Student Research: Margaret Cary
Since 1983, the Occupational Safety and Health Act (OSHA) has required employers to communicate to workers about the hazards of chemicals in their work areas, and about the means of reducing such hazards through use of personal protective equipment (PPE), safe work practices and engineering controls.
Although training is federally mandated and considered essential to any preventive approach to health and safety, very few studies have evaluated the relative efficacy of worker training techniques. The majority of existing studies examine the impact of a particular type of training on one group of workers. For example, several studies have evaluated the effect of training and positive reinforcement on workers. Other studies have reviewed the impact of participatory teaching techniques. The studies found that employee training, regardless of technique, improves workers' knowledge of hazards and use of safe work practices.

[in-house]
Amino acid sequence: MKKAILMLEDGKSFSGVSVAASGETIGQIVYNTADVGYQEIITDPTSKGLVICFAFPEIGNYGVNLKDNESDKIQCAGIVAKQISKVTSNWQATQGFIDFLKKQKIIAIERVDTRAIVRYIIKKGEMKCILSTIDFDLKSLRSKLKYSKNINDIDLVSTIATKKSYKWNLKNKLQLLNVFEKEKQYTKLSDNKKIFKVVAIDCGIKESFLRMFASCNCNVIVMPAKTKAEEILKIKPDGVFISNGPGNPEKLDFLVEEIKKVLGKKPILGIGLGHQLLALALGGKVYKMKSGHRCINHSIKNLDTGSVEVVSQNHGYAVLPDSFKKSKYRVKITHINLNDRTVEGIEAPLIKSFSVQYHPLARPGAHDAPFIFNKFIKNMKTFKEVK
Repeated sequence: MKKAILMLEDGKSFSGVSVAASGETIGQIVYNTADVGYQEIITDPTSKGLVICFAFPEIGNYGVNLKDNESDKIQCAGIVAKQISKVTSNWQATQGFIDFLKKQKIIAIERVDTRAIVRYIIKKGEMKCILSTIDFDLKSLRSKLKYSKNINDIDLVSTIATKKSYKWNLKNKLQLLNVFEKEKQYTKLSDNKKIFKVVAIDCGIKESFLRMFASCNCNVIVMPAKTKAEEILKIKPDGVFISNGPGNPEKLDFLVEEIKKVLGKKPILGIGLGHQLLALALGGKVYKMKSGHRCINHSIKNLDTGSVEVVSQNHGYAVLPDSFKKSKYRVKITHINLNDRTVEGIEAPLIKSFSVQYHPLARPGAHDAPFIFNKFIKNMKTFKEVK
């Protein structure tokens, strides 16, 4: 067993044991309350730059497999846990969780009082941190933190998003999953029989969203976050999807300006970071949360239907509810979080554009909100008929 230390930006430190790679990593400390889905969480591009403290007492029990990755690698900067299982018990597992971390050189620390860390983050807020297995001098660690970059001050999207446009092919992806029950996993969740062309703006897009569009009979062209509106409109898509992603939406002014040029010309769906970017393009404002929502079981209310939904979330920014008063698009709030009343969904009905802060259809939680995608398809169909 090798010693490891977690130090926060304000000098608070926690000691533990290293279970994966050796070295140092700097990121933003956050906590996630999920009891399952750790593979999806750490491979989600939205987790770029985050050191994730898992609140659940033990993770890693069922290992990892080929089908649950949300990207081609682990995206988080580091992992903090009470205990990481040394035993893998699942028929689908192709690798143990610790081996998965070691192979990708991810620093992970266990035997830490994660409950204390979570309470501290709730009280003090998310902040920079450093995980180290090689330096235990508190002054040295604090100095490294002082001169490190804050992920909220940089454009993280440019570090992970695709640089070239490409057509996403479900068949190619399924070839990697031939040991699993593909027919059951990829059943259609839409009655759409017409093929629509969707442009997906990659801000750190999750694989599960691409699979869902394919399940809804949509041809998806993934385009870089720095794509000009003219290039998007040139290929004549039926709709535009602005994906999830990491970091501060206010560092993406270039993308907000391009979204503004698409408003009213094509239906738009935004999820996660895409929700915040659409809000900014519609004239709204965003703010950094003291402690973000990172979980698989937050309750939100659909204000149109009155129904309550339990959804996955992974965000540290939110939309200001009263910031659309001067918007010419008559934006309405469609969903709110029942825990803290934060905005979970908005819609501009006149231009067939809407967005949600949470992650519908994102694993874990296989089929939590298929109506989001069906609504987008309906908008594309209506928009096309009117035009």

The three methods compared in this study represent a continuum of student participation: from no participation (lecture teaching technique), to some participation through trainer-trainee interaction through qquestions and answers and discussion (interactive teaching technique), to maximum student participation through small group exercises and peer (worker) trainers (peer teaching technique or peer taught group). The sessions involving the lecture and interactive teaching techniques lasted approximately an hour. The instructors for the peer teaching technique covered the same test material in one hour as part of a longer ( 3 1/2 hours) hazard awareness session. The study subjects were spray painters at a large manufacturing company. The lecture teaching technique was in use at the facility, while the peer teaching technique was under serious consideration for plant-wide use. The interactive technique was used in this study for the sake of comparison.